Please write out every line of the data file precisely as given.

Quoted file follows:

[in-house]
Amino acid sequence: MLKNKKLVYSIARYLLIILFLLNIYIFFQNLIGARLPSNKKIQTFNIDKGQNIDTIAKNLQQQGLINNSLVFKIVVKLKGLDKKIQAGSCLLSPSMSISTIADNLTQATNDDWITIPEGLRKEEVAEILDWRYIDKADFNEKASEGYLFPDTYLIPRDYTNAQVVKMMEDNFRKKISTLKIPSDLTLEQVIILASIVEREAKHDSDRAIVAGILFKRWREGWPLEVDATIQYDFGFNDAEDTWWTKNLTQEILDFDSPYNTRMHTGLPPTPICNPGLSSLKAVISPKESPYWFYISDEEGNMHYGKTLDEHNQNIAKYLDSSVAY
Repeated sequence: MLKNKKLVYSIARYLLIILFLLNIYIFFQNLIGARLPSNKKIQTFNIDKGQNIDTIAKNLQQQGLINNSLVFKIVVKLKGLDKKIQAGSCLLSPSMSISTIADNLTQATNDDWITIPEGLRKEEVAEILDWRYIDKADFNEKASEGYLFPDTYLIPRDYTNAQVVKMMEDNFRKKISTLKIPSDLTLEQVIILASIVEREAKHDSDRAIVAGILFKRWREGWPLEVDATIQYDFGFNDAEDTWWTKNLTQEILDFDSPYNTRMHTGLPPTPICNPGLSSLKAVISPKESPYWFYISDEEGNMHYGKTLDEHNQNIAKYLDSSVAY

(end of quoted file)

[in-house]
Amino acid sequence: MLKNKKLVYSIARYLLIILFLLNIYIFFQNLIGARLPSNKKIQTFNIDKGQNIDTIAKNLQQQGLINNSLVFKIVVKLKGLDKKIQAGSCLLSPSMSISTIADNLTQATNDDWITIPEGLRKEEVAEILDWRYIDKADFNEKASEGYLFPDTYLIPRDYTNAQVVKMMEDNFRKKISTLKIPSDLTLEQVIILASIVEREAKHDSDRAIVAGILFKRWREGWPLEVDATIQYDFGFNDAEDTWWTKNLTQEILDFDSPYNTRMHTGLPPTPICNPGLSSLKAVISPKESPYWFYISDEEGNMHYGKTLDEHNQNIAKYLDSSVAY
Repeated sequence: MLKNKKLVYSIARYLLIILFLLNIYIFFQNLIGARLPSNKKIQTFNIDKGQNIDTIAKNLQQQGLINNSLVFKIVVKLKGLDKKIQAGSCLLSPSMSISTIADNLTQATNDDWITIPEGLRKEEVAEILDWRYIDKADFNEKASEGYLFPDTYLIPRDYTNAQVVKMMEDNFRKKISTLKIPSDLTLEQVIILASIVEREAKHDSDRAIVAGILFKRWREGWPLEVDATIQYDFGFNDAEDTWWTKNLTQEILDFDSPYNTRMHTGLPPTPICNPGLSSLKAVISPKESPYWFYISDEEGNMHYGKTLDEHNQNIAKYLDSSVAY